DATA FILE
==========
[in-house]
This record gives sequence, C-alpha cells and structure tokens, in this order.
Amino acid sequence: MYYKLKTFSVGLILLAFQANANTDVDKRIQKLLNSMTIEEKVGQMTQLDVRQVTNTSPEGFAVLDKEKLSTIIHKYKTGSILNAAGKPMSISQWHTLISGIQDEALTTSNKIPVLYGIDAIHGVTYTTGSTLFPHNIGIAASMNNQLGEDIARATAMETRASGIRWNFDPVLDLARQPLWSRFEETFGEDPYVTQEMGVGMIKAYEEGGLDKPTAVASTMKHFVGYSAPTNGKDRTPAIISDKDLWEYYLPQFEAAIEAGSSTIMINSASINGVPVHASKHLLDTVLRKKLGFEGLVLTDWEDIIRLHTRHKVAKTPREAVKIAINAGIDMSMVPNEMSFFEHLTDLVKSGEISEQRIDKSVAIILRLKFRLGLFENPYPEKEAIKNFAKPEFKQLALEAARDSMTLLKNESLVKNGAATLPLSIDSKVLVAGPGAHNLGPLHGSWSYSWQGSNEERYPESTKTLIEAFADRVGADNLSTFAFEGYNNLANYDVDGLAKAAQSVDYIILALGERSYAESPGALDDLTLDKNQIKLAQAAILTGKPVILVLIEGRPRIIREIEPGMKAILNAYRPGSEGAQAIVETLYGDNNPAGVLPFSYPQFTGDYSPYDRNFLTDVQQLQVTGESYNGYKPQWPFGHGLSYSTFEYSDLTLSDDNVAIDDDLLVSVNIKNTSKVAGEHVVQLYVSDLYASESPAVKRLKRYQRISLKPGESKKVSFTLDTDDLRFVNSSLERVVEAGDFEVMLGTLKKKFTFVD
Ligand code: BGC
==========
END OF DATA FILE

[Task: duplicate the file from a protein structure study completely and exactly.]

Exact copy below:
[in-house]
This record gives sequence, C-alpha cells and structure tokens, in this order.
Amino acid sequence: MYYKLKTFSVGLILLAFQANANTDVDKRIQKLLNSMTIEEKVGQMTQLDVRQVTNTSPEGFAVLDKEKLSTIIHKYKTGSILNAAGKPMSISQWHTLISGIQDEALTTSNKIPVLYGIDAIHGVTYTTGSTLFPHNIGIAASMNNQLGEDIARATAMETRASGIRWNFDPVLDLARQPLWSRFEETFGEDPYVTQEMGVGMIKAYEEGGLDKPTAVASTMKHFVGYSAPTNGKDRTPAIISDKDLWEYYLPQFEAAIEAGSSTIMINSASINGVPVHASKHLLDTVLRKKLGFEGLVLTDWEDIIRLHTRHKVAKTPREAVKIAINAGIDMSMVPNEMSFFEHLTDLVKSGEISEQRIDKSVAIILRLKFRLGLFENPYPEKEAIKNFAKPEFKQLALEAARDSMTLLKNESLVKNGAATLPLSIDSKVLVAGPGAHNLGPLHGSWSYSWQGSNEERYPESTKTLIEAFADRVGADNLSTFAFEGYNNLANYDVDGLAKAAQSVDYIILALGERSYAESPGALDDLTLDKNQIKLAQAAILTGKPVILVLIEGRPRIIREIEPGMKAILNAYRPGSEGAQAIVETLYGDNNPAGVLPFSYPQFTGDYSPYDRNFLTDVQQLQVTGESYNGYKPQWPFGHGLSYSTFEYSDLTLSDDNVAIDDDLLVSVNIKNTSKVAGEHVVQLYVSDLYASESPAVKRLKRYQRISLKPGESKKVSFTLDTDDLRFVNSSLERVVEAGDFEVMLGTLKKKFTFVD
Ligand code: BGC